When you include the American Institute for Cancer Research in your estate plans, you make a major difference in the fight against cancer.

Corporate Champions who partner with the American Institute for Cancer Research stand at the forefront of the fight against cancer

The Continuous Update Project (CUP) is an ongoing program that analyzes global research on how diet, nutrition and physical activity affect cancer risk and survival.

A major milestone in cancer research, the Third Expert Report analyzes and synthesizes the evidence gathered in CUP reports and serves as a vital resource for anyone interested in preventing cancer.

AICR has pushed research to new heights, and has helped thousands of communities better understand the intersection of lifestyle, nutrition, and cancer.

Read real-life accounts of how AICR is changing lives through cancer prevention and survivorship.

We bring a detailed policy framework to our advocacy efforts, and provide lawmakers with the scientific evidence they need to achieve our objectives.

AICR champions research that increases understanding of the relationship between nutrition, lifestyle, and cancer.

AICR’s resources can help you navigate questions about nutrition and lifestyle, and empower you to advocate for your health.

AICR is committed to putting what we know about cancer prevention into action. To help you live healthier, we’ve taken the latest research and made 10 Cancer Prevention Recommendations.

May 31, 2012 | 3 minute read

Hitting the Reset Button for Healthy Habits

Yesterday I heard Dr. Sanjay Gupta lead an inspirational session here at the American College of Sports Medicine (ACSM) meeting. His question: At some point many people make a major life change by hitting a reset button – so what does it take for people to hit the reset button for healthier choices for their lives? What can we do to help?

 

He was showcasing some of CNN’s Fit Nation challenge participants and what led them to make big changes. But not everyone will have the opportunity to join a national challenge that provides support and motivation.

 

So I thought of people that I’ve worked with – what motivated them to seek and sustainmajor change? Here are three examples:

 

1. “I’m too young to have high risk for heart disease.” Free lipid tests during heart health month proved motivating for many college students I worked with. One young man in particular stands out because high triglycerides and other risk factors got his attention. He took my diet and exercise recommendations seriously, cutting out soda, reducing alcohol and running 3-4 times a week. Six weeks later he followed up with his doc and retested his lipids with great results. He came back the next year, having hit his reset button, thrilled to see his risk factors reduced.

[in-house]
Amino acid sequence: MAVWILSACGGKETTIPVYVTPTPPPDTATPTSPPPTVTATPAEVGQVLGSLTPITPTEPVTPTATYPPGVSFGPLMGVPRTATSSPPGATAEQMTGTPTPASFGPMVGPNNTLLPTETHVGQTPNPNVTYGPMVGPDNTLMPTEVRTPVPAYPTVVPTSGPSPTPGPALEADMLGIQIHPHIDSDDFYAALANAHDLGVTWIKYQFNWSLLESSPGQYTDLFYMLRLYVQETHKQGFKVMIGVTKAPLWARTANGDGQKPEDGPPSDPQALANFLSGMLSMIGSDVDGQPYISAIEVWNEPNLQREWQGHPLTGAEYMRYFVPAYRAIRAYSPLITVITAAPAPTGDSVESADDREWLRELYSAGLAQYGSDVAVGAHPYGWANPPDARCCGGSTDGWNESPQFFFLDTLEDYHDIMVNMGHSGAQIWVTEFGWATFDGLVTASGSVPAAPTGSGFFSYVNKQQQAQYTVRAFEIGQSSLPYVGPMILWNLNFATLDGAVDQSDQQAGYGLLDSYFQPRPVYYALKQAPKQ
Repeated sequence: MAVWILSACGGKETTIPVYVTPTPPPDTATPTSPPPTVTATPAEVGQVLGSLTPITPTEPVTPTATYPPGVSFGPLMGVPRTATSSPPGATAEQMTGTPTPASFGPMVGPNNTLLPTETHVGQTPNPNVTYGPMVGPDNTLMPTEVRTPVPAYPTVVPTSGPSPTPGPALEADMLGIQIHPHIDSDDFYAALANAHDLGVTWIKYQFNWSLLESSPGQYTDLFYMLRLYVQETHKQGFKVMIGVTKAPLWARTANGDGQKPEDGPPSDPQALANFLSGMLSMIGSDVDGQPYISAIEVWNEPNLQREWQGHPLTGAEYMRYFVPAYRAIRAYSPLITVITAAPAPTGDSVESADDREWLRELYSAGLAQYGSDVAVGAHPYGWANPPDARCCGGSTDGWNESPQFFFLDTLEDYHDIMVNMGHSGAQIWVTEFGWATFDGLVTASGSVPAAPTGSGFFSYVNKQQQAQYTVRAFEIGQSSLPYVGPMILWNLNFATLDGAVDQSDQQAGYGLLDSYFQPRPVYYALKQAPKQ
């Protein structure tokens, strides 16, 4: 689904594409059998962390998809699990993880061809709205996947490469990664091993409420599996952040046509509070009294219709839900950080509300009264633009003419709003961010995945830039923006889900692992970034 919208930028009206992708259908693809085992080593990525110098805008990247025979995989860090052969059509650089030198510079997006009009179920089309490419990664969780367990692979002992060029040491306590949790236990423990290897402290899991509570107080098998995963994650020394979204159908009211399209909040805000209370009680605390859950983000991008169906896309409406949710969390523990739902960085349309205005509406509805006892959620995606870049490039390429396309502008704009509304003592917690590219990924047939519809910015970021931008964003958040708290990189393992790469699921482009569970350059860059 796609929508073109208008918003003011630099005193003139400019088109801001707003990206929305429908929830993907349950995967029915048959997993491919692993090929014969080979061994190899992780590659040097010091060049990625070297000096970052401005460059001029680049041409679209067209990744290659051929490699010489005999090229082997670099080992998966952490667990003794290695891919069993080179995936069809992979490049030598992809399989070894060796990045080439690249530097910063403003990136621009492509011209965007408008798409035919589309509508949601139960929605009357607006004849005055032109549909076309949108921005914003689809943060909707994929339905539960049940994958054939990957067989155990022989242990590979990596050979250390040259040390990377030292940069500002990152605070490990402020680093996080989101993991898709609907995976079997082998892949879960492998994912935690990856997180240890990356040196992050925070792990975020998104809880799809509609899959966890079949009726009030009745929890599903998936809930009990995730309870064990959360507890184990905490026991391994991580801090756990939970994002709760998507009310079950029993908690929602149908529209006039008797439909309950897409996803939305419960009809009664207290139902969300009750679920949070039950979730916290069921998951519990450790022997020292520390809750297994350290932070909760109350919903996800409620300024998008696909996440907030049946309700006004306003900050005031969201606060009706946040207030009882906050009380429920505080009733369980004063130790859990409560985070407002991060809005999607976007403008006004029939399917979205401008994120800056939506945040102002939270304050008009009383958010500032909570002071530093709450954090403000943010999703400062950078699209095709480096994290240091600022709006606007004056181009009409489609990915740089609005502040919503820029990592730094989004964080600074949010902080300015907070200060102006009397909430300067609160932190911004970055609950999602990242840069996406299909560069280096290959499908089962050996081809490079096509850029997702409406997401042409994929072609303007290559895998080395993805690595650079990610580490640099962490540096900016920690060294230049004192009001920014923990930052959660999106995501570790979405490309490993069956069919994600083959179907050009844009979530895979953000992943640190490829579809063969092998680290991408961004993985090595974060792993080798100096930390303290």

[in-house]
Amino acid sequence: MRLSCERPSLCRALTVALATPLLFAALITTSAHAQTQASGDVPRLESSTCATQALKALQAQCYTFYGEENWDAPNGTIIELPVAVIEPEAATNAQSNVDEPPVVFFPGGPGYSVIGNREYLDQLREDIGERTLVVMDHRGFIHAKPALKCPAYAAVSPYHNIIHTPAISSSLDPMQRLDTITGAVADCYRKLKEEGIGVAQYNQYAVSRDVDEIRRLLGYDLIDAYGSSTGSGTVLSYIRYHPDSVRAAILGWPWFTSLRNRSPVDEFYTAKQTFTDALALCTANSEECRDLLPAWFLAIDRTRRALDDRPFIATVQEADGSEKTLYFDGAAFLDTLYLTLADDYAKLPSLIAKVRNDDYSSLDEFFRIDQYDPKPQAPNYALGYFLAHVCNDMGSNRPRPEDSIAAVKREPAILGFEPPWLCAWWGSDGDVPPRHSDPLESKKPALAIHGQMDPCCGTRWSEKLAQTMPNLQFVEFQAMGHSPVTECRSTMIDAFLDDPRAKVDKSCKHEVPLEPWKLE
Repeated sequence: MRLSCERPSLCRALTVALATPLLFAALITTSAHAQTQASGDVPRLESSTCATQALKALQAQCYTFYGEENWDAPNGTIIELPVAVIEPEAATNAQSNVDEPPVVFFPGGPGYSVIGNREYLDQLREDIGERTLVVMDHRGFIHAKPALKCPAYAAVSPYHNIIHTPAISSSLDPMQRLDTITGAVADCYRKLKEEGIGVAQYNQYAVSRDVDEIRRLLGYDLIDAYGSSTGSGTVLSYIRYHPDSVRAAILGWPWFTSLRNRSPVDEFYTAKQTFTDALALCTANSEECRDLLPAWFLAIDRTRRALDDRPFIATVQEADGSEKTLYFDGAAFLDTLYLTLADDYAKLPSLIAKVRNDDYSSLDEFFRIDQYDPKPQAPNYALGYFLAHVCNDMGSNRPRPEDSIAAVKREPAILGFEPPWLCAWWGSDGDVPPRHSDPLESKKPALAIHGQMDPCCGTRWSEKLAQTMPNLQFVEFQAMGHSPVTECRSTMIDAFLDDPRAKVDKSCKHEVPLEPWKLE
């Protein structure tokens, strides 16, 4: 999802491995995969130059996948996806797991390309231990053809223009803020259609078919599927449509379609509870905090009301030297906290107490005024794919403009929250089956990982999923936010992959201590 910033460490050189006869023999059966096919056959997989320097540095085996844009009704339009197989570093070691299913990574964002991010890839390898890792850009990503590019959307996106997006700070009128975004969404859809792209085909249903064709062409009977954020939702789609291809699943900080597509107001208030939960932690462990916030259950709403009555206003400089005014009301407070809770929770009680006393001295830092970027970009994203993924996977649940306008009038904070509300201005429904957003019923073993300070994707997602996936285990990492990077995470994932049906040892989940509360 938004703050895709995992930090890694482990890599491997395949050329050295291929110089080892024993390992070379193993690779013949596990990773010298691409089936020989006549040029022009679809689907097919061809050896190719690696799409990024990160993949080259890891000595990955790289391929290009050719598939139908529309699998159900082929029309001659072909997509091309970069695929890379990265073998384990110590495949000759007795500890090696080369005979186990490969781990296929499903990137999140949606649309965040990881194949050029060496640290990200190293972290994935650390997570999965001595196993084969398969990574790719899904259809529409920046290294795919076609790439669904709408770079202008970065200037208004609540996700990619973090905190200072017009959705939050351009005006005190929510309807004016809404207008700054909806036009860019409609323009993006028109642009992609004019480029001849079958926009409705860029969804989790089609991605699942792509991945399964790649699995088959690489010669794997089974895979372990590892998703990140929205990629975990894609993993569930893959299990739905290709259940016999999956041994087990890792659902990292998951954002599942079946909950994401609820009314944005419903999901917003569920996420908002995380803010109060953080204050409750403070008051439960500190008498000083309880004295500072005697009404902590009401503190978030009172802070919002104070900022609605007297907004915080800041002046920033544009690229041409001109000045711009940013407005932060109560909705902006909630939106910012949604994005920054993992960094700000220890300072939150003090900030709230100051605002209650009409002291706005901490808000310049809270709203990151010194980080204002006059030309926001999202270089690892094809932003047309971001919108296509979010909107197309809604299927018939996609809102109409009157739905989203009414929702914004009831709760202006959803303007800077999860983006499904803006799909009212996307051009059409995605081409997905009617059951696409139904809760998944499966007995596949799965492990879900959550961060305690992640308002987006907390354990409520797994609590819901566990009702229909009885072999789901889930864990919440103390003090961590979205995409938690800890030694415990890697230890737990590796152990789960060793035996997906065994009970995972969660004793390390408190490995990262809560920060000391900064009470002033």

2. “I’m not the fit, trim person I thought I was.” A fitness assessment at a health fair jolted a  nutrition professor’s  view of himself when he learned he was overweight and had poor fitness. Completely humbled, he joined aerobic classes and followed the nutrition advice he knew ( but hadn’t thought he needed). Those habits stuck, he lost weight, got in shape and entertained many classes with his success story for years.

3. “My child is mimicking my unhealthy habits.” Last year AICR challenged 8 people to lower their risk for cancer and other chronic diseases by taking the New American Plate Challenge. One of the participants was motivated by her own need to lose weight, but also to help her family be healthier. She wanted her young daughter to grow up having developed healthy habits early in her life. Twelve weeks later she reported a shift in her attitude toward eating and physical activity. Although she hadn’t been “perfect” she felt physically better and more empowered to make better choices for her family and to keep building on small successes.

All these people had a moment when they realized they needed to commit to a different way of life – and they did hit their reset button. But making behavior change stick means you have to keep hitting that button, usually in small ways. It means choosing water instead of soda everyday, finding time to be active everyday and cooking more meals at home. So yes, go ahead and embark on a big challenge, but keep the small, everyday challenges in mind that make the big challenge work.

Have you ever hit your reset button and made a major change in heath habits?

 

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